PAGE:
The team were then able to simulate a connection to the ConnectedDrive service, and then probed for bugs in the browser. With this they found that could create a memory corruption, and run remote code with browser privileges.

CVE descriptions

Several of the vulnerabilities already have CVE numbers (the descriptions have been taken directly from the NIST National Vulnerability Database description):

  • CVE-2018–9322. The Head Unit HU_NBT (aka Infotainment) component on BMW i Series, BMW X Series, BMW 3 Series, BMW 5 Series, and BMW 7 Series vehicles produced in 2012 through 2018 allows local attacks involving the USB or OBD-II interface. An attacker can bypass the code-signing protection mechanism for firmware updates, and consequently obtain a root shell.
  • CVE-2018–9320. The Head Unit HU_NBT (aka Infotainment) component on BMW i Series, BMW X Series, BMW 3 Series, BMW 5 Series, and BMW 7 Series vehicles produced in 2012 through 2018 allows a local attack when a USB device is plugged in.
  • CVE-2018–9312. The Head Unit HU_NBT (aka Infotainment) component on BMW i Series, BMW X Series, BMW 3 Series, BMW 5 Series, and BMW 7 Series vehicles produced in 2012 through 2018 allows a local attack when a USB device is plugged in.
  • CVE-2018–9313. The Head Unit HU_NBT (aka Infotainment) component on BMW i Series, BMW X Series, BMW 3 Series, BMW 5 Series, and BMW 7 Series vehicles produced in 2012 through 2018 allows a remote attack via Bluetooth when in pairing mode, leading to a Head Unit reboot.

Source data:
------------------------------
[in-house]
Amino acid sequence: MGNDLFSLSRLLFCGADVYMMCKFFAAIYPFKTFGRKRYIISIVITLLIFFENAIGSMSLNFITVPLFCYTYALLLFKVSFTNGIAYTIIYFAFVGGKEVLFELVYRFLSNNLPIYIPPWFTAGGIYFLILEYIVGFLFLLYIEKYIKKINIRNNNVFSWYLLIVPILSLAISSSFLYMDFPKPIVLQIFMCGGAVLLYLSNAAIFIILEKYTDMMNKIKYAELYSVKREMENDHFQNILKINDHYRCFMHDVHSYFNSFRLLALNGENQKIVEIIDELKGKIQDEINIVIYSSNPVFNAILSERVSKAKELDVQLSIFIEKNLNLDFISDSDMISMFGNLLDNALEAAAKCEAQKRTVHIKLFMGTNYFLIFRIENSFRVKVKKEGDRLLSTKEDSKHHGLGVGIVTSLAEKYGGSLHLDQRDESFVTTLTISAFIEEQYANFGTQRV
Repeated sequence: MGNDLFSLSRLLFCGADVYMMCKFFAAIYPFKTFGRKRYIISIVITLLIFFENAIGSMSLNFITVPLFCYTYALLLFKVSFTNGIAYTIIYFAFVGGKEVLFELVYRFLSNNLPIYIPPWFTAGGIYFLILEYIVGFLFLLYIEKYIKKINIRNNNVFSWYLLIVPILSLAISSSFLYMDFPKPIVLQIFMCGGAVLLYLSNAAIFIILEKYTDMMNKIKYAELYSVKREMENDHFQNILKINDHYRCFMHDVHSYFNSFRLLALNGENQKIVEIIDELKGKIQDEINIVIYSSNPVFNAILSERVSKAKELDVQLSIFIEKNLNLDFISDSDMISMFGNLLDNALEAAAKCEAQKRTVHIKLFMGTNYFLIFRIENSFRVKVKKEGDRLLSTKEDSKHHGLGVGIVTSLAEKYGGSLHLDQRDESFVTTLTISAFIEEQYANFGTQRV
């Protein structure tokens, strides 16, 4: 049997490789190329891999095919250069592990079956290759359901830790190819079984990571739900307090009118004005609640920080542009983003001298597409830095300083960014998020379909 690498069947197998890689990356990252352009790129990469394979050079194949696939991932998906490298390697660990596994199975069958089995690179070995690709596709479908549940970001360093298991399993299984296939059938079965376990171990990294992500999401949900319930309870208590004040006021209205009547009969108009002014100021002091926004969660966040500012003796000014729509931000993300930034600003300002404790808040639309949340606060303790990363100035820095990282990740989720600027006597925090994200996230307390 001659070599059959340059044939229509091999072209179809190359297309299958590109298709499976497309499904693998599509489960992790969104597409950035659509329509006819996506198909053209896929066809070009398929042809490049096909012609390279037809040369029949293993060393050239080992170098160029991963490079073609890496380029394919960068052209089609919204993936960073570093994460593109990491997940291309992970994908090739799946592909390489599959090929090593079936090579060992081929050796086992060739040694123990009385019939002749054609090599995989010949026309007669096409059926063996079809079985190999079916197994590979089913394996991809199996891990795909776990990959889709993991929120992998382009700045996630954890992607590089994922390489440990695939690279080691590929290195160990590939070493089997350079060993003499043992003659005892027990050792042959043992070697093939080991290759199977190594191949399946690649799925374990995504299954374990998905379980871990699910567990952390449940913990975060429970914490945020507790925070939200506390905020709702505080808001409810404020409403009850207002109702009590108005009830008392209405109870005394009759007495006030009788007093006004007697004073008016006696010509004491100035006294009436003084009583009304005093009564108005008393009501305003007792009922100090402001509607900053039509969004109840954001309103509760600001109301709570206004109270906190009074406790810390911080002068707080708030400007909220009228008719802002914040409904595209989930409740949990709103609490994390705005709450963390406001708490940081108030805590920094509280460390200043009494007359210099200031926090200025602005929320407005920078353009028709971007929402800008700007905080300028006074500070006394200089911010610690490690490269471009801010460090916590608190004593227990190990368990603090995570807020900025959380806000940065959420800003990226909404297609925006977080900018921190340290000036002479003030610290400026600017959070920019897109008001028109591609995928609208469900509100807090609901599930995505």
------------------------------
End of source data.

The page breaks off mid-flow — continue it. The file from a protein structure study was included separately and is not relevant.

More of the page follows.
• CVE-2018–9314. The Head Unit HU_NBT (aka Infotainment) component on BMW i Series, BMW X Series, BMW 3 Series, BMW 5 Series, and BMW 7 Series vehicles produced in 2012 through 2018 allows an attack by an attacker who has direct physical access.
  • CVE-2018–9311. The Telematics Control Unit (aka Telematic Communication Box or TCB), when present on BMW vehicles produced in 2012 through 2018, allows a remote attack via a cellular network.
  • CVE-2018–9318. The Telematics Control Unit (aka Telematic Communication Box or TCB), when present on BMW vehicles produced in 2012 through 2018, allows a remote attack via a cellular network.


These days cars are sold not just on perform, but on their entertainment system and their interconnectivity. So we hope that car manufacturers know that there are some bad people out their who want to do bad things. The concept of patching a car with a USB is not a thing that most people would want to do, and we thus need to be show that cars are secure by design.